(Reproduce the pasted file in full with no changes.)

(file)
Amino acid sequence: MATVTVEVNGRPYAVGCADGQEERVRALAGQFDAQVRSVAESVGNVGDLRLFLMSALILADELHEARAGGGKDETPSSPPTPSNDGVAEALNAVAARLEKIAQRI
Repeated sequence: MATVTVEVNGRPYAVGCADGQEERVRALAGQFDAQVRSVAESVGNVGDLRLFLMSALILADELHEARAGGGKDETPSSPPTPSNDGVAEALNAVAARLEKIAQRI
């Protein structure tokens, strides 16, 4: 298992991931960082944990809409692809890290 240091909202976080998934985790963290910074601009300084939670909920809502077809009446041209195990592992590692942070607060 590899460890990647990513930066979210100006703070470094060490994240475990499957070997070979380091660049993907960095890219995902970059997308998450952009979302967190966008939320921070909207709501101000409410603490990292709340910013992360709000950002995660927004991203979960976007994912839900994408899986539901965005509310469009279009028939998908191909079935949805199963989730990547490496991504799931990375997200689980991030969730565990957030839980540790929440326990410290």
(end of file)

Amino acid sequence: MATVTVEVNGRPYAVGCADGQEERVRALAGQFDAQVRSVAESVGNVGDLRLFLMSALILADELHEARAGGGKDETPSSPPTPSNDGVAEALNAVAARLEKIAQRI
Repeated sequence: MATVTVEVNGRPYAVGCADGQEERVRALAGQFDAQVRSVAESVGNVGDLRLFLMSALILADELHEARAGGGKDETPSSPPTPSNDGVAEALNAVAARLEKIAQRI
């Protein structure tokens, strides 16, 4: 298992991931960082944990809409692809890290 240091909202976080998934985790963290910074601009300084939670909920809502077809009446041209195990592992590692942070607060 590899460890990647990513930066979210100006703070470094060490994240475990499957070997070979380091660049993907960095890219995902970059997308998450952009979302967190966008939320921070909207709501101000409410603490990292709340910013992360709000950002995660927004991203979960976007994912839900994408899986539901965005509310469009279009028939998908191909079935949805199963989730990547490496991504799931990375997200689980991030969730565990957030839980540790929440326990410290």